Stanford researchers say climate change affects where plants grow

Wildflowers bloom near Darwin Falls in Death Valley National Park, California. (Photo: Julie Granka)

A lizard is almost invisible, camouflaged in a bush.  A bumblebee flits about and pauses on one of the plant’s flowers. An ant descends a stem, delivering food to her brothers.

What kind of lives would the lizard, bee, and ant lead without this plant?

It’s not a question we ask ourselves often.  At a recent seminar, Stanford University ecologist Dr. Terry Root reminded her audience of the myriad interactions between living creatures in their environments – as well as the potentially devastating effects of sudden alterations to those environments.  With mounting evidence in support of global warming, Root and a team of Stanford researchers have been exploring the effects of changes in climate on living things. More specifically, they’re trying to deduce the impact of climate on California plants over the past hundred years.

Animals and plants alike respond in a variety of ways to shifts in their environment. In response to an increase in global temperature, for example, over time a population of a particular species might shift its geographic range towards traditionally cooler locations, i.e. towards the poles or up in elevation. Root discussed these and other responses of organisms to their environments at the April meeting of the “Sustainability and Resource Management” seminar series, held weekly over the spring academic quarter at Stanford and devoted to discussing issues such as climate stability and sustainable energy approaches.

To discover how California plant distributions have changed over time, the Stanford team is using a comprehensive dataset: museum specimens of a large number of California plants.  Since the mid 1800’s and until the present day, these plants have been collected by a variety of individuals, from the famous naturalist John Muir to amateur botanists, says William Anderegg, a Stanford graduate student in biology involved in the project.  When and where the plants were picked can be used to assess how the locations of the plants themselves have changed over time.

But analyzing this dataset is not straightforward.  Dr. Scott Loarie, a Stanford ecologist and climate scientist who is not involved with the project, said, “…museums have all this incredible data over this historical period, but no model for how the data is collected.”  For instance, plant collectors might frequently visit and sample plants in a particular area of California in one decade, but not in others, for reasons having nothing to do with the plants’ distributions.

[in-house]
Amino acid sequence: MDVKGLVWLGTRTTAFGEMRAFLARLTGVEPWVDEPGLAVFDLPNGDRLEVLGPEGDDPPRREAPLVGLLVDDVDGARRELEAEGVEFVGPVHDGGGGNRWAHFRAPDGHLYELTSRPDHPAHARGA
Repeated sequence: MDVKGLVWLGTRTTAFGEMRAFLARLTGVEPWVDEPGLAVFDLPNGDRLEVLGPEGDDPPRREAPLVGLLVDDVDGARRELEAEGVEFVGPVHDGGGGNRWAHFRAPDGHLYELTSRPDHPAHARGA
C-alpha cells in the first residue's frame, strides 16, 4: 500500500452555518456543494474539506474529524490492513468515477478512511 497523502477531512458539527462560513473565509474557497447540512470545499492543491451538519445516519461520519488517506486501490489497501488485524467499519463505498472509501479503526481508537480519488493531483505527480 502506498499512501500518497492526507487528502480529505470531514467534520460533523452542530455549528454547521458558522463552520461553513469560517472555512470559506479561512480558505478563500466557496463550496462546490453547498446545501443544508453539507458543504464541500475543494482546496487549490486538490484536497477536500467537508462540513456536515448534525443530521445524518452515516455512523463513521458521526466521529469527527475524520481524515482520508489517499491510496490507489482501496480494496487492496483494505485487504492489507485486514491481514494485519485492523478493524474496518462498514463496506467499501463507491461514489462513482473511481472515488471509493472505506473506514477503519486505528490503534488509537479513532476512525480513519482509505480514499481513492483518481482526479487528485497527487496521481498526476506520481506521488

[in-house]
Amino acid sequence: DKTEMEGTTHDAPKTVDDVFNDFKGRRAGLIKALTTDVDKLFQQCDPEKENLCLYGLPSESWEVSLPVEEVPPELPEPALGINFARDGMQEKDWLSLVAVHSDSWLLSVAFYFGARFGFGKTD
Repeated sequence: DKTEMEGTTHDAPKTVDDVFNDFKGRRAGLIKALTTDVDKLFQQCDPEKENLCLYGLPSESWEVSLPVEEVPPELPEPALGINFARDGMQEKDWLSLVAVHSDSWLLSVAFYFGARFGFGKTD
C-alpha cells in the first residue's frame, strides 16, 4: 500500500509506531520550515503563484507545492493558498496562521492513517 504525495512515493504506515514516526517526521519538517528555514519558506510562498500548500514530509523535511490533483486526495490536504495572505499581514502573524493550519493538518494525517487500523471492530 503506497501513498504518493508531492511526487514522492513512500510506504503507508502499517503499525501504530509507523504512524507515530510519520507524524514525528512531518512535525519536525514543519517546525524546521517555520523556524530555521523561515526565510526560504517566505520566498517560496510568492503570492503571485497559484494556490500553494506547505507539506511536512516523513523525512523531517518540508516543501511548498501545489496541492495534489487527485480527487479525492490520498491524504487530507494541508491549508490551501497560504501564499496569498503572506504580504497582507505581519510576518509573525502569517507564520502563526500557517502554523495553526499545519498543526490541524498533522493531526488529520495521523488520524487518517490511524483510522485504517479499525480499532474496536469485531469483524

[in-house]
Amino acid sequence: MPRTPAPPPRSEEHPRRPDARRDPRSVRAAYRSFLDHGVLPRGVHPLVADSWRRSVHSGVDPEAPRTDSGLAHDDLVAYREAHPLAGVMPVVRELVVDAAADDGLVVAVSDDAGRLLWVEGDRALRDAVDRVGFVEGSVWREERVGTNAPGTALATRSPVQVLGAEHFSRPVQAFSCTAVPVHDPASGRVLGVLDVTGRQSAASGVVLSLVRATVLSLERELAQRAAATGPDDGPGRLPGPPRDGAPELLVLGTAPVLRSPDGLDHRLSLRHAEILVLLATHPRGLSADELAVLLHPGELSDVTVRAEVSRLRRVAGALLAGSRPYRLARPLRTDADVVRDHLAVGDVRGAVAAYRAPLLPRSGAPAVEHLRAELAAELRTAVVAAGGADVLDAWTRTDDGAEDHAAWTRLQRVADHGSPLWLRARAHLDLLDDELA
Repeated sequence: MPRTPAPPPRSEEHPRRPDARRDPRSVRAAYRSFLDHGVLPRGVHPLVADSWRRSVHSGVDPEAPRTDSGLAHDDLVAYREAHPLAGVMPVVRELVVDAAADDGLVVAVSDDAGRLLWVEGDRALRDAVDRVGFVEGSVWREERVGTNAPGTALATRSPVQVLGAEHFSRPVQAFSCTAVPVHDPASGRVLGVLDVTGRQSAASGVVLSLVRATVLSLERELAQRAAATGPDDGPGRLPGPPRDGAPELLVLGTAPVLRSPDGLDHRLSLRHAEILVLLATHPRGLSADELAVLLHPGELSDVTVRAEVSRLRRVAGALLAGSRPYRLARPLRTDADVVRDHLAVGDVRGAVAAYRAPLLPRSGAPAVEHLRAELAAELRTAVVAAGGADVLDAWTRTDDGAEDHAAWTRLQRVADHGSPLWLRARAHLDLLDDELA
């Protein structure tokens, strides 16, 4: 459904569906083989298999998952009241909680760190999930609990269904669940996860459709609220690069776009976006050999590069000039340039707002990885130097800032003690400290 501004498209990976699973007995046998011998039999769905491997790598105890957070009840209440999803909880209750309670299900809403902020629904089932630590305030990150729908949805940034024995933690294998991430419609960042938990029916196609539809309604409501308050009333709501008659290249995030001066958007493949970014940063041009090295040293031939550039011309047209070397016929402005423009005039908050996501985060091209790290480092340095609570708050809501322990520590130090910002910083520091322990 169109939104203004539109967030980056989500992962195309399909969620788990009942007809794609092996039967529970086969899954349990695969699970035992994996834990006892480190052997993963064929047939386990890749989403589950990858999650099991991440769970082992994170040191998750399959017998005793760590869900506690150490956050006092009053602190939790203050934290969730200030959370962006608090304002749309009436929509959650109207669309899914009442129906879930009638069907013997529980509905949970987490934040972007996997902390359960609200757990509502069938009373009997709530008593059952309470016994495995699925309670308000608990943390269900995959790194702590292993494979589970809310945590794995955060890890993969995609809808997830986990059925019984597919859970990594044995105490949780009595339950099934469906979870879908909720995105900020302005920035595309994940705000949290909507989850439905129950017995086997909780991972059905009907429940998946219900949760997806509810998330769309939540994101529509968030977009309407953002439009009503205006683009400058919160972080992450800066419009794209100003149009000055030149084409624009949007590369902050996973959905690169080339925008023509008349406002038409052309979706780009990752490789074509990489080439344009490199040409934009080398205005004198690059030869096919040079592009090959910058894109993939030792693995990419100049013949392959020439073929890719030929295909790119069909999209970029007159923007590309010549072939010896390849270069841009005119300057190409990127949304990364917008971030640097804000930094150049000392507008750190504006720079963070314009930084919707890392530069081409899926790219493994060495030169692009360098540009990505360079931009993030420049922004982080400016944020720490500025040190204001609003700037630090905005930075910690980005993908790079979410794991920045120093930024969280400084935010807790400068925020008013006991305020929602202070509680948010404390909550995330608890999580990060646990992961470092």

This January, Shawn Crimmins and colleagues at the University of Montana published a similar study of California plant species movements, analyzing a part of the dataset used by the Stanford team.  The group discovered that plants moved down, rather than up, in elevation, driven by water availability.  However, Anderegg claims that the group did not correctly account for differences in how plants have been collected over time, and that “they could have … gotten a completely false trend due only to sampling.”

To address that possibility, the Stanford team collaborated with Adam Wolf, a postdoctoral associate at Princeton University, to develop a new statistical method to obtain accurate plant location information that accounts for biases in where and when plants were sampled.  Using their new method, the team is attempting to better understand the movements of California plant species.  One preliminary finding is that the distribution of plants in the Mojave Desert are moving up in elevation over time, in accord with the increasing temperature hypothesis. The group hopes to find why species in other locations are moving more, less, or not at all.

The next challenge will be to discover which and how many plant species distribution shifts are driven by changes in climate, Anderegg said.  Using detailed climate data collected since the 1800’s, the team can learn whether plant location changes are linked to rainfall, temperature, drought, or random variation.  Understanding the factors that drive changes in plant species distributions, and whether humans have contributed to those factors, can help to elucidate the impacts of human activities on other living things.

Loarie said the group’s aim to “look at the past … to understand these processes is extremely valuable.”  This work also has important implications in planning for climate change.  Details about how species have been changing could help to inform future decisions regarding conservation and preservation of species that may be in danger.

It all ties back into the broader research task on Root’s agenda: learning about species interactions to better understand the full impact of climate change.  Think back to the plant, bee, ant, and lizard, all intertwined in their environment.  A change in the location of the plant could have profound consequences on the others.  Root believes that with further research, we can prepare ourselves, and other species, for the shifts and disruptions that our actions may have already set in motion.

“There is hope,” she said.

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